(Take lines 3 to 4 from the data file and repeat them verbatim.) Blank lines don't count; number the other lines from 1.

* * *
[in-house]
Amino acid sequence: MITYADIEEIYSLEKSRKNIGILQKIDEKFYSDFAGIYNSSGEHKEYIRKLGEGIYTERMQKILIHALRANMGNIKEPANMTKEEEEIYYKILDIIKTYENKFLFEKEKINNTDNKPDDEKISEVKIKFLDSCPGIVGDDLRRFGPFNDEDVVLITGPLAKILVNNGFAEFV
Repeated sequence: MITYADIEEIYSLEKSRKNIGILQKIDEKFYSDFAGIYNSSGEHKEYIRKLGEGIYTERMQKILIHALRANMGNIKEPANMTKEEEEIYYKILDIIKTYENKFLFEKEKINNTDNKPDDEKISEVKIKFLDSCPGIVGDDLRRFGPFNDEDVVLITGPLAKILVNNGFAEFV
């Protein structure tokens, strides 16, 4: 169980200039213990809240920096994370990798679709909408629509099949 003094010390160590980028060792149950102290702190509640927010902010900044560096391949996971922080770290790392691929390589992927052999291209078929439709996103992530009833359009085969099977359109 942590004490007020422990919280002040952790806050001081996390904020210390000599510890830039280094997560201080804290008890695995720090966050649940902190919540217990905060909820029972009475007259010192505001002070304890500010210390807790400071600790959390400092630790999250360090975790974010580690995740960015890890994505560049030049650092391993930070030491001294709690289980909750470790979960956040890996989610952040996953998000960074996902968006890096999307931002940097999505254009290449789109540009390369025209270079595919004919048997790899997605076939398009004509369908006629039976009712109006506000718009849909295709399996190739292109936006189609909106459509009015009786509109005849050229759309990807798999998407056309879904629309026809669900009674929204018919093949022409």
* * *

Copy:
Repeated sequence: MITYADIEEIYSLEKSRKNIGILQKIDEKFYSDFAGIYNSSGEHKEYIRKLGEGIYTERMQKILIHALRANMGNIKEPANMTKEEEEIYYKILDIIKTYENKFLFEKEKINNTDNKPDDEKISEVKIKFLDSCPGIVGDDLRRFGPFNDEDVVLITGPLAKILVNNGFAEFV
């Protein structure tokens, strides 16, 4: 169980200039213990809240920096994370990798679709909408629509099949 003094010390160590980028060792149950102290702190509640927010902010900044560096391949996971922080770290790392691929390589992927052999291209078929439709996103992530009833359009085969099977359109 942590004490007020422990919280002040952790806050001081996390904020210390000599510890830039280094997560201080804290008890695995720090966050649940902190919540217990905060909820029972009475007259010192505001002070304890500010210390807790400071600790959390400092630790999250360090975790974010580690995740960015890890994505560049030049650092391993930070030491001294709690289980909750470790979960956040890996989610952040996953998000960074996902968006890096999307931002940097999505254009290449789109540009390369025209270079595919004919048997790899997605076939398009004509369908006629039976009712109006506000718009849909295709399996190739292109936006189609909106459509009015009786509109005849050229759309990807798999998407056309879904629309026809669900009674929204018919093949022409």